10 factors to consider when looking to reduce your carbon footprint & make savings on your fleet outgoings

Since the recent emission scandal engulfing Volkswagen, there has been lots of hysteria in the motor industry about what impact this will have on the rest of the market. As a business, with vehicle fleets, a few HGV’s or maybe just the odd van, you might be wondering, how can I reduce my carbon foot print and save money on running costs in the process? Well the benefits don’t just start and end with cost savings (although it’s always the primary objective). There are plenty of other factors to consider when looking to be more environmentally friendly with your vehicles and some of the things you can do to contribute include:


1. Reduce your payload

This is basically looking at what type of goods you will be carrying and what the maximum payload required for your vehicle is. Payload is often reduced slightly in alternatively fuelled vehicles due to the weight of additional components such as batteries, motors or gas tanks. As electronic cars become more popular payloads are likely to reduce further.


2. Downsize your Vehicle

What load space is required? The best way to reduce emissions and cost is to use smaller and lighter vehicles. Downsizing from a larger vehicle will also open doors to more low emission van options. For example most plug-in vans are only available in the smaller van range. Obviously it would be difficult to convince many business owners that downsizing is a good idea, especially when most decision makers would rather get deliveries done in less trips than would be possible with a small vehicle.


3. Use fuel cards

A fuel card can provide you with an extremely high level of control over your petrol and diesel spend. Analysing the fuel card data to identify areas of cost improvement will ultimately allow you to accurately measure your fleet’s carbon footprint and any reductions in this footprint over time.


4. Local regulations

Is there any preferential treatment given for having a particular type of vehicle, such as access to low emission zones? Low emission vans are often encouraged in cities by local authorities offering discounted access and parking fees. Where an Air Quality Management Area (AQMA) has been declared, local authorities in England and Wales can apply for powers to carry out roadside emissions testing. Where vehicles are producing high emissions, fines may be applied to encourage better standards.


5. Dealer support

Where is your closest trained dealer? Will switching to more fuel efficient vehicles affect the warranty? Make sure your local service centre is able to support your alternatively fuelled vehicle. Different service frequencies have to be followed when running on biodiesel for example. An additional third party warranty may be needed to maintain full warranty cover of an electronically powered vehicle which could be more expensive.


6. Are you buying or leasing?

Do you want a guaranteed fixed cost for vehicle ownership or are you happy to pay in instalments? You should look at both lease rates and ownership costs. Leasing companies can get bigger discounts on buying vehicles compared to low volume van buyers. They offer convenient fixed monthly charges that can include maintenance. Plus many have specialists offering free advice for customers wanting to switch to lower carbon vehicles. Purchasing the vehicle yourself, especially if you can get a good dealer discount, can be much cheaper.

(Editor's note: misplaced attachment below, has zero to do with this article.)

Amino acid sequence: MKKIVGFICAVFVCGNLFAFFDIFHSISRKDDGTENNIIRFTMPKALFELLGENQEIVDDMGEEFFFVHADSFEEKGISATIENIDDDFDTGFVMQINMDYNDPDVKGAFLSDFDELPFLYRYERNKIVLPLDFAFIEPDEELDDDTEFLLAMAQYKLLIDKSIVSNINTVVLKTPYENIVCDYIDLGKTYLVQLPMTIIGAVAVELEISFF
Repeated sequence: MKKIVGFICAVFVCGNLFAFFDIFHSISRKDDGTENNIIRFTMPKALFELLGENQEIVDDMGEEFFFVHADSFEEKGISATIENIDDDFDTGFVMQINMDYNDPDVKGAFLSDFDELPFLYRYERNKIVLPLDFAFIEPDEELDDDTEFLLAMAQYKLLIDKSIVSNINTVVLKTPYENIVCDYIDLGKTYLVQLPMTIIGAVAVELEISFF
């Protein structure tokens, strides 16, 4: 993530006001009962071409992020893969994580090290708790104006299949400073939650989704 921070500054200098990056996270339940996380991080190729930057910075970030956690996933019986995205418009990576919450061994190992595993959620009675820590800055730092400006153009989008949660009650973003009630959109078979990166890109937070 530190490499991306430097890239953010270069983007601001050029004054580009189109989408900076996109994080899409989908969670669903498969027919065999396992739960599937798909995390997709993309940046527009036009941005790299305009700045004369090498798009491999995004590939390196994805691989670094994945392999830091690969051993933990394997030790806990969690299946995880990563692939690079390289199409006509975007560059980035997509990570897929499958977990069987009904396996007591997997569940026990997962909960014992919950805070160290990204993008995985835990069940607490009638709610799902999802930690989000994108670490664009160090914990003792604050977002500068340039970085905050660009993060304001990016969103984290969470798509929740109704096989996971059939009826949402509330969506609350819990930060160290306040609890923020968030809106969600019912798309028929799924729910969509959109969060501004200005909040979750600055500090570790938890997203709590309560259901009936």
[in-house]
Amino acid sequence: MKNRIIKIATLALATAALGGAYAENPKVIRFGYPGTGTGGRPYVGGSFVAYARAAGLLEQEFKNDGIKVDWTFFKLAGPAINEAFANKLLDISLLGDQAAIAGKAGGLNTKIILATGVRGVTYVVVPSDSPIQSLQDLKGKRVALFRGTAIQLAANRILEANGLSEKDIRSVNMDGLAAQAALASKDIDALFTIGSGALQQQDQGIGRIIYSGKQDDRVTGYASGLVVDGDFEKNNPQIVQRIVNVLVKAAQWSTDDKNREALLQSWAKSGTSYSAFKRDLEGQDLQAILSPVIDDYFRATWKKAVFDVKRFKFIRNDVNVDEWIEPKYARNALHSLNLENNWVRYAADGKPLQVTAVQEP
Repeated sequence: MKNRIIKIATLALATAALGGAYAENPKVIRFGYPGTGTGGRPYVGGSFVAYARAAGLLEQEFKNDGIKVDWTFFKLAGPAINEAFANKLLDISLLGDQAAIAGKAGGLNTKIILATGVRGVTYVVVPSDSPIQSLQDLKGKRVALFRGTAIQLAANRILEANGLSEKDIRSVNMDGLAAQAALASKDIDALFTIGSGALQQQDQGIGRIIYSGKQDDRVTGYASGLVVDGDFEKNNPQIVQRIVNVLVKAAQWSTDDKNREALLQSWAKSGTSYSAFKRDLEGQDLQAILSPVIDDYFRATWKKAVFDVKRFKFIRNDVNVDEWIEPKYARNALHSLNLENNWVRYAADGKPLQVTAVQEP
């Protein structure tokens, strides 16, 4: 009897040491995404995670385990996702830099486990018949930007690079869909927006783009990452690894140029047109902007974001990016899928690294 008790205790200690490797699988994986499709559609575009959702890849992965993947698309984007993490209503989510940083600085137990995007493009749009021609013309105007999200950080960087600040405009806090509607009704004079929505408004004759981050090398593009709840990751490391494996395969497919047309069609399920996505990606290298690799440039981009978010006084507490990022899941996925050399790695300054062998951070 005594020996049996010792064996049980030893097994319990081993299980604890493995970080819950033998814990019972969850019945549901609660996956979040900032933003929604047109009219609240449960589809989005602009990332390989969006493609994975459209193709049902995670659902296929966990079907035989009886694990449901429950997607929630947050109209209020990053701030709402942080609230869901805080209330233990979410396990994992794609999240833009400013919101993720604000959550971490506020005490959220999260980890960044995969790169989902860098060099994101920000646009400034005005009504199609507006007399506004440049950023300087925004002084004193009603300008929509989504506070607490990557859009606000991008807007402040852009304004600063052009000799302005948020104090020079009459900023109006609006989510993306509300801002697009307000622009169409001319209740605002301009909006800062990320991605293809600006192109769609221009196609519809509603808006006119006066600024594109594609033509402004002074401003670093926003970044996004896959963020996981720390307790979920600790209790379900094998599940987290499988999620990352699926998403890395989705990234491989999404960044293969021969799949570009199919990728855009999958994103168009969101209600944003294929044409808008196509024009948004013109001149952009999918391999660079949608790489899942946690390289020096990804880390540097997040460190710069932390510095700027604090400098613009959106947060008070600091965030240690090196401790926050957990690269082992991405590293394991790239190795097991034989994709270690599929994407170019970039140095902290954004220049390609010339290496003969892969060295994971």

7. Think flexibly

Flexible thinking is helpful. Savings are there to be made, you may just have to rethink how you operate your vans to take full advantage of them. Employers and drivers can substantially cut costs by operating low emission vehicles. The savings stem not simply from lower fuel bills, but also from significant reductions to tax charges, national insurance contributions and vehicle excise duty.


8. Think about driving style

Once you have acquired a van or HGV, the single biggest factor impacting on the CO2 output is usually driving style. The difference in fuel consumption between a driver with a heavy right foot and one with a smoother driving style can easily be 35%, and the disparity in CO2 will be the same. Effective driver training for fleet operators is vital because of the effects bad driving can have on efficiency. Remember, the most economical speed to maintain is between 55-65mph. Any faster and fuel efficiency falls rapidly.


9. Check tyre pressures

There are many reasons for taking the issue of tyre pressure seriously. For a start, tyres that are maintained at the right pressure are safer and wear more slowly. However, what you may not know is that correctly inflated tyres can also reduce fuel consumption and therefore CO2 output. Under-inflated tyres have a greater degree of rolling resistance, resulting in the engine using more fuel simply to keep the car or van moving forward.


10. Use technology

Satellite Navigation has quietly revolutionised the working lives of company car and van drivers. While they are not fool-proof, a sat nav that can be bought for less than £100 gives car or van drivers an easy way to follow the most efficient journey route available to them and even tells them when they are likely to arrive. It has helped reduce the miles wasted by drivers who are unsure of the quickest ways to get from A to B. In the last couple of years, we have even started to see sat navs that provide real time traffic information, allowing drivers to anticipate and drive around congestion, meaning fewer vehicles sitting in jams with their engine running, burning fuel.


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